Friday, April 1, 2011


 Decision Points by President  George W. Bush was published in 2010.  I received it as a Christmas gift and finished reading it a short time ago.  Though it is biographic in nature, it is not necessarily chronological. Instead, President Bush sets forth his life and presidency (January 2001-January 2009) in terms of major decisions he made.  By taking this approach, Mr. Bush is able to describe and evaluate those decisions. It is clear that he recognizes that the passing of time is essential for history to have the perspective to fully evaluate his tenure.  Many have and will give their critical analysis of the wise and foolish choices of those days, but in all fairness the evaluation is only partial without considering the view from the Oval Office.

In the early chapters, Bush describes his decision to commit his life to Christ, to marry Laura, and to quit drinking.  Clearly, those three decisions would impact his life and other decisions he would make.  He placed high value on those three.

As Bush made vocational choices, eventually the decision was made to enter politics and run for office resulting in successful races for the Texas governorship and for U. S. President. At that point he and his dad (Bush 41) became the second father and son to both serve as President -- the first being the second and sixth in our nation's early history (John Adams and John Quincy Adams).

The decision points Bush majors on are those that made plenty of news and are still doing so -- such as decisions to involve America in Afghanistan and Iraq.  He discusses the background to those decisions and clearly defends them while accepting blame for not adjusting more quickly to the changing situation on the battlefield.

An important decision point that got lost in the political environment of post-9/11 America stood out as prophetic and courageous to me: his stand on embryonic stem cell research.  On August 9, 2001, Bush announced his stem cell decision--to permit federal funds to be used for research on existing stem cell lines, and banning federal funding of new embryo lines.  He based that decision on the idea that to open new lines meant destroying human embryos--potential life.  The President drew much criticism for his stand, however a breakthrough in late 2007 exonerated his decision by demonstrating a scientific path to the research that did not include the moral and ethical dilemmas that had generated Bush's decision.  One well known critic of the stem cell stand concluded -- "The verdict is clear: Rarely has a president--so vilified for a moral stance--been so thoroughly vindicated."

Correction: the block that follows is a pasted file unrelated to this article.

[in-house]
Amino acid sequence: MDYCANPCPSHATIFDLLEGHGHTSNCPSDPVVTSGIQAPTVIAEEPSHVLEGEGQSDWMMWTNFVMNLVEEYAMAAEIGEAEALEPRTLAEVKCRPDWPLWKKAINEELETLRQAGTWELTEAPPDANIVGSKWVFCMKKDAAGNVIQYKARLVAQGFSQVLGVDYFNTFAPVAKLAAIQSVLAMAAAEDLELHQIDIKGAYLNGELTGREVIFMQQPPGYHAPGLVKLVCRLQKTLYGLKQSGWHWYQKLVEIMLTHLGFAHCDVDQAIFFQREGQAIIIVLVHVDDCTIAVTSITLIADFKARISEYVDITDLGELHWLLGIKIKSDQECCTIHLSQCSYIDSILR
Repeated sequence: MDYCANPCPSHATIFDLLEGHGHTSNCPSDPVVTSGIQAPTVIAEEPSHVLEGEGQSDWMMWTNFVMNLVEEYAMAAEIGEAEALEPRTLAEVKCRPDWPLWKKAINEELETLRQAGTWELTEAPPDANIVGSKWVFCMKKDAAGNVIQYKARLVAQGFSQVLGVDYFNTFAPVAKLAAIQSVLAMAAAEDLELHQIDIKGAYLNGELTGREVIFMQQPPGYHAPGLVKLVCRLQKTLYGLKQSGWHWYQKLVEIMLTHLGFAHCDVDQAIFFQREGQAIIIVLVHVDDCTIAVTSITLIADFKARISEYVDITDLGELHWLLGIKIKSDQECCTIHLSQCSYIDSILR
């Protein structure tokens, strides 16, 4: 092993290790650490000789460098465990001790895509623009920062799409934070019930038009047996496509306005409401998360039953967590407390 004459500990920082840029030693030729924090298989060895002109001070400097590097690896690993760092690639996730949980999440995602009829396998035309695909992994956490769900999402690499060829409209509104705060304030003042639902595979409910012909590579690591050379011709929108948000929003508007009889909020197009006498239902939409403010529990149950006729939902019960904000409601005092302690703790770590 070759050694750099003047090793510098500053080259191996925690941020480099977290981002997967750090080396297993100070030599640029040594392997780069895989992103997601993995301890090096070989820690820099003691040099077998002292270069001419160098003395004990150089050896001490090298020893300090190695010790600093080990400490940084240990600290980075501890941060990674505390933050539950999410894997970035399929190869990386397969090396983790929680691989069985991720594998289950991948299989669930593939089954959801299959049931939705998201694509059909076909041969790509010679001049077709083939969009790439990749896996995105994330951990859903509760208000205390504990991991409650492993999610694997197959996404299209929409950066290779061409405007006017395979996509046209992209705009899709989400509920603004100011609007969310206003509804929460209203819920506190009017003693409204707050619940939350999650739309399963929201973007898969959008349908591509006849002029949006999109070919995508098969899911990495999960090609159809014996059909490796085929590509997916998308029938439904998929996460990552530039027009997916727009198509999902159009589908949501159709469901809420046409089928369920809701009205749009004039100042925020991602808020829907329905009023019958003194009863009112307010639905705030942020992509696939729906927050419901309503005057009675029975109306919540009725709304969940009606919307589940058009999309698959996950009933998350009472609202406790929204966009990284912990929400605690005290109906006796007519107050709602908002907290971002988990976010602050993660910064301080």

There were certainly other dramatic events during Bush's time in office, but none more memorable than September 11, 2001.  Perhaps only the attack on Pearl Harbor equals it in contemporary times, and both Roosevelt in 1941 and Bush in 2001 were greatly affected by those events in the decisions they subsequently made.

Leadership involves making decisions.  The quality of those decisions demonstrate what kind of leader one has become.  Our decisions and choices often impact the future ones we may need to make.  It is essential that a person's value system be the major platform from which decisions are guided.  Whatever a person's opinion of George W. Bush"s presidency is, I believe that he made decisions based on the best advice and information  he felt he could trust, and on his sense of values.  His choices did not appear to be poll driven.

I enjoyed Decision Points and recommend it others whether they are fans of his or not.

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